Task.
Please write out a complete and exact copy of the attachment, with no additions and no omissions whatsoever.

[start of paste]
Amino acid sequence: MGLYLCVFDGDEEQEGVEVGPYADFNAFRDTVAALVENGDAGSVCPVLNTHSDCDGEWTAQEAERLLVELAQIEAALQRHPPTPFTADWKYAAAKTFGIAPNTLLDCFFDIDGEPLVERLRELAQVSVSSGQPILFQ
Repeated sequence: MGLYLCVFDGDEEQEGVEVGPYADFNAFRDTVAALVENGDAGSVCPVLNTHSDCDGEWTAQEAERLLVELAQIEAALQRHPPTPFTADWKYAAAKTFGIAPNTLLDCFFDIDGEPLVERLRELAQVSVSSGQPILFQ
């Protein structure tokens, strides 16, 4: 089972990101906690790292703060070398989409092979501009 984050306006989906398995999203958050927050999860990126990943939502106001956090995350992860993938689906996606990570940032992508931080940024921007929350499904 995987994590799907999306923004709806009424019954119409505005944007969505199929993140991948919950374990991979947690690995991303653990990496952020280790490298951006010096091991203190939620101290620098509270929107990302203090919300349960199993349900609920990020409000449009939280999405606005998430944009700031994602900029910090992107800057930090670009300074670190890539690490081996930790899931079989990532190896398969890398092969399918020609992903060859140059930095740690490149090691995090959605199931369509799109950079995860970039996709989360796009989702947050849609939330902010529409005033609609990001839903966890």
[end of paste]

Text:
Amino acid sequence: MGLYLCVFDGDEEQEGVEVGPYADFNAFRDTVAALVENGDAGSVCPVLNTHSDCDGEWTAQEAERLLVELAQIEAALQRHPPTPFTADWKYAAAKTFGIAPNTLLDCFFDIDGEPLVERLRELAQVSVSSGQPILFQ
Repeated sequence: MGLYLCVFDGDEEQEGVEVGPYADFNAFRDTVAALVENGDAGSVCPVLNTHSDCDGEWTAQEAERLLVELAQIEAALQRHPPTPFTADWKYAAAKTFGIAPNTLLDCFFDIDGEPLVERLRELAQVSVSSGQPILFQ
């Protein structure tokens, strides 16, 4: 089972990101906690790292703060070398989409092979501009 984050306006989906398995999203958050927050999860990126990943939502106001956090995350992860993938689906996606990570940032992508931080940024921007929350499904 995987994590799907999306923004709806009424019954119409505005944007969505199929993140991948919950374990991979947690690995991303653990990496952020280790490298951006010096091991203190939620101290620098509270929107990302203090919300349960199993349900609920990020409000449009939280999405606005998430944009700031994602900029910090992107800057930090670009300074670190890539690490081996930790899931079989990532190896398969890398092969399918020609992903060859140059930095740690490149090691995090959605199931369509799109950079995860970039996709989360796009989702947050849609939330902010529409005033609609990001839903966890």